Strong Serb showing in Kosovo election offers a pivotal role in province's government
Tuesday, November 20th 2001, 12:00 am
By: News On 6
PRISTINA, Yugoslavia (AP) _ Serbs could play a pivotal role in governing Kosovo after posting a strong finish in the first elections to be held in the province since the ouster of Slobodan Milosevic's regime.
Though ethnic Albanian parties took most of the votes in Saturday's election, parties representing the Serb minority could get about 20 seats in the 120-seat assembly, giving them a serious presence that will likely force the two sides to cooperate.
``This joint work will be possible,'' said Ylber Hysa of the respected think tank Kosovo Action for Civic Initiatives. Hysa noted that ethnic Albanians and Serbs have already taken tentative steps toward cooperation in transitional governmental bodies that have been operating since 1999, when the United Nations began work in Kosovo.
``There are groups of Albanians and Serbs that have already moved together,'' he said.
The Democratic League of Kosovo led by ethnic Albanian leader Ibrahim Rugova won with just over 46 percent of the vote, the Organization for Security and Cooperation in Europe said Monday.
Rugova has pledged to push for independence for Kosovo, which remains part of Yugoslavia.
Though the win gave Rugova a clear mandate to govern, he lacked the overwhelming margin he would need to rule alone in the province, which is rebuilding after war and a decade of oppression under Milosevic.
Rugova's party beat former rebel leader Hashim Thaci's Democratic Party of Kosovo, which finished with just over 25 percent of the vote _ far more than anticipated by Rugova's followers.
A coalition of parties representing the minority Serbs finished third with just under 11 percent, and the Alliance for the Future of Kosovo, an ethnic Albanian party, followed with 7.8 percent of the vote.
Voters elected legislators to serve in the assembly that in turn will choose a president and form a provincial administration.
The administrators will govern alongside U.N. officials and NATO-led peacekeepers who took control of the province after 78 days of NATO airstrikes. The alliance launched the air war to force Milosevic to end his crackdown on ethnic Albanian militants.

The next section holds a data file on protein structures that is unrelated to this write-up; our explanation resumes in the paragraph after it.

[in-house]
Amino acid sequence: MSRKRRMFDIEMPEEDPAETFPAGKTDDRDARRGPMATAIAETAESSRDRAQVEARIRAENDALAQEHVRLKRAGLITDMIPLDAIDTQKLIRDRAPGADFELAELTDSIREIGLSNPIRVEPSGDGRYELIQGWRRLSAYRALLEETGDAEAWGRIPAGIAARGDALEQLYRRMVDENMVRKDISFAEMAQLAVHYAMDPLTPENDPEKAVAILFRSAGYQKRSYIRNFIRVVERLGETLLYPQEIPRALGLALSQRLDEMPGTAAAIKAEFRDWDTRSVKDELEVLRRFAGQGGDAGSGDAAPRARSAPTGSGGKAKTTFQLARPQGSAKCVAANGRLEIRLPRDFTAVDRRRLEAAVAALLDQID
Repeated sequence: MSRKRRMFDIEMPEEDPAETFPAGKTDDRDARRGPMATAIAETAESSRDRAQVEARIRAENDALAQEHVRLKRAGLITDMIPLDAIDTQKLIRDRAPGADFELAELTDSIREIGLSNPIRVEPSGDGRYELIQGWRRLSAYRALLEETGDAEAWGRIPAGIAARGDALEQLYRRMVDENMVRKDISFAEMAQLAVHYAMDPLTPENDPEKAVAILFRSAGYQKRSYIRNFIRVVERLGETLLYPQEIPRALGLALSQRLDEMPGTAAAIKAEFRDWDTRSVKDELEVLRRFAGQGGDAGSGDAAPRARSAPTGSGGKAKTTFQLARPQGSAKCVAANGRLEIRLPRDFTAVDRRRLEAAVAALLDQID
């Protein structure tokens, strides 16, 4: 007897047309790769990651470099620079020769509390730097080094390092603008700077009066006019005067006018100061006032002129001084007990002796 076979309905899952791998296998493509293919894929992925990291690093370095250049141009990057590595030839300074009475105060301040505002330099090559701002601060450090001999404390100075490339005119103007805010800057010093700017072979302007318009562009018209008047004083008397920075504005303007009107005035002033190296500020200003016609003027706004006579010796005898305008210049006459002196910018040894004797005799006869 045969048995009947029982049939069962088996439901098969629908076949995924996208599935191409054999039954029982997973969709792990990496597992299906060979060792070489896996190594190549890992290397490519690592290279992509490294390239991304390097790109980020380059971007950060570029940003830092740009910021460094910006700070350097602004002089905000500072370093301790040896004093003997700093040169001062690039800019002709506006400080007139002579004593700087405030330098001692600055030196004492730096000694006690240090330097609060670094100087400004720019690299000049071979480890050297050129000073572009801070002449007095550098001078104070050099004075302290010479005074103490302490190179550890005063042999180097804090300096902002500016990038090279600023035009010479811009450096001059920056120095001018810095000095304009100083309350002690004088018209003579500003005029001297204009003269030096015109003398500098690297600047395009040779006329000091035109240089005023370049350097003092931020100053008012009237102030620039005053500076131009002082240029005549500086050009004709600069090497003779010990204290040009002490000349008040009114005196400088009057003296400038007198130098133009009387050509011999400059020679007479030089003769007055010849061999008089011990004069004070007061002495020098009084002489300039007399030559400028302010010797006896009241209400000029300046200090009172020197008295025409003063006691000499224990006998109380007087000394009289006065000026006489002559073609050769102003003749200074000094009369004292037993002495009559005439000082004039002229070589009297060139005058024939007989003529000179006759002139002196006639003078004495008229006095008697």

Ethnic Albanians flocked to polling stations Saturday to take part in a vote many saw as a giant leap toward ethnic Albanian dreams of independence _ a concept that frightened some minority Serbs into staying home.
Even so, thousands of Kosovo Serbs raced to the polls in the final hours of the ballot. Some apparently sought the cover of darkness, fearing they would face intimidation on their way to the polls.
By Monday, Oliver Ivanovic, a moderate Kosovo Serb candidate from the ethnically divided northern city of Kosovska Mitrovica, declared he was ``satisfied'' with the vote.
Dozens of Serbs have been killed in attacks leveled in revenge for Milosevic's crackdown, which killed at least 10,000 people.
The U.N. Security Council urged Kosovo's elected leaders to respect the U.N. resolution enshrining the 1999 peace agreement that ended Kosovo's war, ``in particular the final status provisions.''
The resolution asserted Yugoslavia's sovereignty over Kosovo, but authorized the U.N. administration to set up an interim government with ``substantial autonomy.'' It also pledged U.N. help with a process determining the province's future relationship with Yugoslavia.